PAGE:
Pulmonary rehabilitation is routinely recommended for people with Chronic Obstructive Pulmonary Disease (COPD), but recent studies have highlighted that people diagnosed with bronchiectasis can also achieve benefit. The Clinical Practice Guideline from the Thoracic Society of Australia and New Zealand encourages regular exercise (1) and the recent Lung Foundation Australia and Thoracic Society of Australia and New Zealand Australia and New Zealand Pulmonary Rehabilitation Guidelines support the inclusion of this population of patients into programs (2) So what does the latest information tell us?
Who is suitable for pulmonary rehabilitation? Any individual who is diagnosed with bronchiectasis, which may originate from a variety of causes can benefit from pulmonary rehabilitation, if they report limitations in their activities of daily living or at least mild breathlessness on exertion (2,3). There are no restrictions on the severity of lung disease which may range from mild to severe impairment. A program can be started when an individual is stable or when they have recovered from an acute exacerbation.
What should be included in a program? Chronic cough and phlegm production is common, therefore it is best to have an airway clearance routine established with a physiotherapist before starting pulmonary rehabilitation. All programs will provide exercise training, with some offering education sessions as well. To have long lasting improvements, it is best to also exercise at least one other day during the week and increase this to three times per week once a program is finished. Key types of exercise are walking or cycling endurance activities as well as some arm and leg strengthening exercises using dumbbells. For programs which provide education as well as exercise training, some key topics relevant for people with bronchiectasis include how to manage your condition, techniques for clearing phlegm, healthy eating habits, keeping up with exercise at home, how to take your inhalers and other medicines, and coping with anxiety and depression (4-6).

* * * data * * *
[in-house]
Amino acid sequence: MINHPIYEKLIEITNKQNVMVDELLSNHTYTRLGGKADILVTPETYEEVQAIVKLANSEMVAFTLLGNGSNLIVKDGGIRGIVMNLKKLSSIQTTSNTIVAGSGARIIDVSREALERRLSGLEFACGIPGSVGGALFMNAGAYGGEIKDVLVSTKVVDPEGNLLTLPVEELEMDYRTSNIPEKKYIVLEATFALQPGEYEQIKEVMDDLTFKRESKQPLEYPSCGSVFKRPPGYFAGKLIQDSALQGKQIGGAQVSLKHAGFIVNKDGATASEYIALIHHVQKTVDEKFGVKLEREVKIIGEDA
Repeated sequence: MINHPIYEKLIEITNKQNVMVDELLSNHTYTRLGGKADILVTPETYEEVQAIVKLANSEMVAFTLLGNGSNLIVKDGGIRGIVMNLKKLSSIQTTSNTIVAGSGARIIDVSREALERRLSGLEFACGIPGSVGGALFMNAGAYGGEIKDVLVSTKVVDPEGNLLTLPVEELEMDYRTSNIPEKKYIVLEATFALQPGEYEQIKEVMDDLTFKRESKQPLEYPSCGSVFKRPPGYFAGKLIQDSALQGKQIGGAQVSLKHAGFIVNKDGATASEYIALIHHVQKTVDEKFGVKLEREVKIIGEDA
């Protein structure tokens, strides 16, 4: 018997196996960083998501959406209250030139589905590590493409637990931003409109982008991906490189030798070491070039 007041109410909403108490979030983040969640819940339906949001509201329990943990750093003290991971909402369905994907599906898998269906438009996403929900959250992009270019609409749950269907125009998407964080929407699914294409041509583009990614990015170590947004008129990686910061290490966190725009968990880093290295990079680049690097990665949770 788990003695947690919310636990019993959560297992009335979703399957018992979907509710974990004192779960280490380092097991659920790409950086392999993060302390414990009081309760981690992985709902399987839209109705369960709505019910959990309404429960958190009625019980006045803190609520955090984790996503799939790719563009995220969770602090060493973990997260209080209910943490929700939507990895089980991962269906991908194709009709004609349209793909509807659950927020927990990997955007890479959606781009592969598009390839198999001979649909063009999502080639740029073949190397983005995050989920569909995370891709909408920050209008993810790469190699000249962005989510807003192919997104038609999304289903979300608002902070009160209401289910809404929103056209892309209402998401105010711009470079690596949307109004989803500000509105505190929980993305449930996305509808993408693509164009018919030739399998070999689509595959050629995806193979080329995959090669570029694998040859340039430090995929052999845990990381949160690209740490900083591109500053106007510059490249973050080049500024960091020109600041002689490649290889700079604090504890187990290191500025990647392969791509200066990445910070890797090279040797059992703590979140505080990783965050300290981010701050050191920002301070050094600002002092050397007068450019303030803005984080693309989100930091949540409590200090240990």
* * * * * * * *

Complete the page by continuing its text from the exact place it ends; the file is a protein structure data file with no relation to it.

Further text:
What are the benefits? Studies have shown that exercising at a moderate to high intensity (being moderately breathless) yields the best outcomes for improvements in exercise tolerance (such as the distance you can walk) and reducing breathlessness and fatigue immediately after a program (1,4,5,7,8). We have also shown that doing an exercise training program for eight weeks reduced the number of flare-ups of bronchiectasis over one year (7). A combination of exercise, education and an airway clearance routine for managing chronic phlegm production also reduced cough symptoms and trouble related to coughing (5) Those who complete a pulmonary rehabilitation program need to keep up with exercise and activity that they enjoy on a regular basis, aiming for at least three times a week. The goals for treating bronchiectasis are to improve symptom control, reduce the number of flare-ups and maximise quality of life. Consult your physiotherapist to see if pulmonary rehabilitation will be helpful for you.
1. Chang AB, Bell SC, Torzillo PJ, King PT, Byrnes CA, Maguire GP, Holland AE, O’Mara P, Grimwood K and the extended voting group. Chronic suppuratives lung disease and bronchiectasis in children and adults in Australia and New Zealand. Clinical Practice Guideline, October 2014.
2. Allison J, McKeough Z, Johnston K, McNamara R, Spencer L, Jenkins S, Hill CJ, McDonald V, Frith P, Cafarella P, Brooke M, Cameron-Tucker H, Candy S, Halloran S, Cecins N, Granger C, Jung P, Lee AL, Dale M, Lee AL, Leung R, Dowman L, Matulick T, Osadnik C, Roberts R, Walsh J, Wootton S, Holland AE. Australian and New Zealand Pulmonary Rehabilitation Guidelines. Respirology 2017; 22(4): 800-819.
3. Pasteur MC, Bilton D, Hill AT, on behalf of the British Thoracic Society Bronchiectasis (non-CF) Guideline Group: a sub-group of the British Thoracic Society Standards of Care Committee (2010). Thorax. 65, i1ei58.
4. Newall C, Stockley RA, Hill SL. Exercise training and inspiratory muscle training in patients with bronchiectasis. Thorax 2005; 60:943-8.
5. Mandal P, Sidhu MK, Kope L, Pollock W, Stevenson LM, Pentland JL, Turnbull K, Mac Quarrie S, Hill AT (2012) A pilot study of pulmonary rehabilitation and chest physiotherapy versus chest physiotherapy alone in bronchiectasis. Respiratory Medicine 106:1647-54.
6. Giron Moreno RM, Fernandes Vasconcelos G, Cisneros C, Gomez- Punter RM, Segrelles Calvo G, Ancochea J. Presence of anxiety and depression in patients with bronchiectasis unrelated to cystic fibrosis. Archives of Bronconeumologia 2013; 49:415-20
7. Lee AL, Hill CJ, Cecins N, Jenkins S, McDonald CF, Burge AT, Rautela L, Stirling RG, Thompson PJ, Holland AE. The short and long-term effects of exercise training in non-cystic fibrosis bronchiectasis: a randomised controlled trial. Respiratory Research 2014; 15:44.
8. Lee AL, Hill CJ, McDonald CF, Holland AE. Pulmonary rehabilitation in non-cystic fibrosis bronchiectasis: a systematic review . Archives of Physical Medicine and Rehabilitation 2017; 98: 774-782.
Prepared by Dr Annemarie Lee, PhD, MPhysio, BPhysio, Department of Rehabilitation, Nutrition and Sport, La Trobe University, Victoria for the Lung Foundation Australia LungNet News August 2017